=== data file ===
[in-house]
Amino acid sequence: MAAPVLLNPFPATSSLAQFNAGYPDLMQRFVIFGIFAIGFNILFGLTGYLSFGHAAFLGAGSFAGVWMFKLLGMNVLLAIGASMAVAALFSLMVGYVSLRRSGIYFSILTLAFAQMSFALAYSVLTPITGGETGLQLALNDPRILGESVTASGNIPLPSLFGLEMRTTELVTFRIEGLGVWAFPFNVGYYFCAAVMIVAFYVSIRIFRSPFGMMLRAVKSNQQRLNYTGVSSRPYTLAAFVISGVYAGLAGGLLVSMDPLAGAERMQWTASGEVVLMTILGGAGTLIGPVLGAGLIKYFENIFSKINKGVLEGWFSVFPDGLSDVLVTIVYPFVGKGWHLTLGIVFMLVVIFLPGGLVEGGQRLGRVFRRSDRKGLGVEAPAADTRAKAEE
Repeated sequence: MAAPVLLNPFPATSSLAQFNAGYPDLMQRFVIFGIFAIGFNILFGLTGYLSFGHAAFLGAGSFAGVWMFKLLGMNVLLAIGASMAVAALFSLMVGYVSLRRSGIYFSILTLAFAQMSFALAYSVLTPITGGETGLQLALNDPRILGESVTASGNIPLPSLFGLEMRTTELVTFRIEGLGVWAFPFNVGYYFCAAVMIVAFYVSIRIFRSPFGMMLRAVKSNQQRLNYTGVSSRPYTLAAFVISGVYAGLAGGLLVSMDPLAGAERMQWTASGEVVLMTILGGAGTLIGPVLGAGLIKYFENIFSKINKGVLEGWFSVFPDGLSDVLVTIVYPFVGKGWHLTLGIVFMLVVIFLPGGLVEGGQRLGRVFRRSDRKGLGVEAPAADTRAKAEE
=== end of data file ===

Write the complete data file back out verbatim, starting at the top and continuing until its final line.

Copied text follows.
[in-house]
Amino acid sequence: MAAPVLLNPFPATSSLAQFNAGYPDLMQRFVIFGIFAIGFNILFGLTGYLSFGHAAFLGAGSFAGVWMFKLLGMNVLLAIGASMAVAALFSLMVGYVSLRRSGIYFSILTLAFAQMSFALAYSVLTPITGGETGLQLALNDPRILGESVTASGNIPLPSLFGLEMRTTELVTFRIEGLGVWAFPFNVGYYFCAAVMIVAFYVSIRIFRSPFGMMLRAVKSNQQRLNYTGVSSRPYTLAAFVISGVYAGLAGGLLVSMDPLAGAERMQWTASGEVVLMTILGGAGTLIGPVLGAGLIKYFENIFSKINKGVLEGWFSVFPDGLSDVLVTIVYPFVGKGWHLTLGIVFMLVVIFLPGGLVEGGQRLGRVFRRSDRKGLGVEAPAADTRAKAEE
Repeated sequence: MAAPVLLNPFPATSSLAQFNAGYPDLMQRFVIFGIFAIGFNILFGLTGYLSFGHAAFLGAGSFAGVWMFKLLGMNVLLAIGASMAVAALFSLMVGYVSLRRSGIYFSILTLAFAQMSFALAYSVLTPITGGETGLQLALNDPRILGESVTASGNIPLPSLFGLEMRTTELVTFRIEGLGVWAFPFNVGYYFCAAVMIVAFYVSIRIFRSPFGMMLRAVKSNQQRLNYTGVSSRPYTLAAFVISGVYAGLAGGLLVSMDPLAGAERMQWTASGEVVLMTILGGAGTLIGPVLGAGLIKYFENIFSKINKGVLEGWFSVFPDGLSDVLVTIVYPFVGKGWHLTLGIVFMLVVIFLPGGLVEGGQRLGRVFRRSDRKGLGVEAPAADTRAKAEE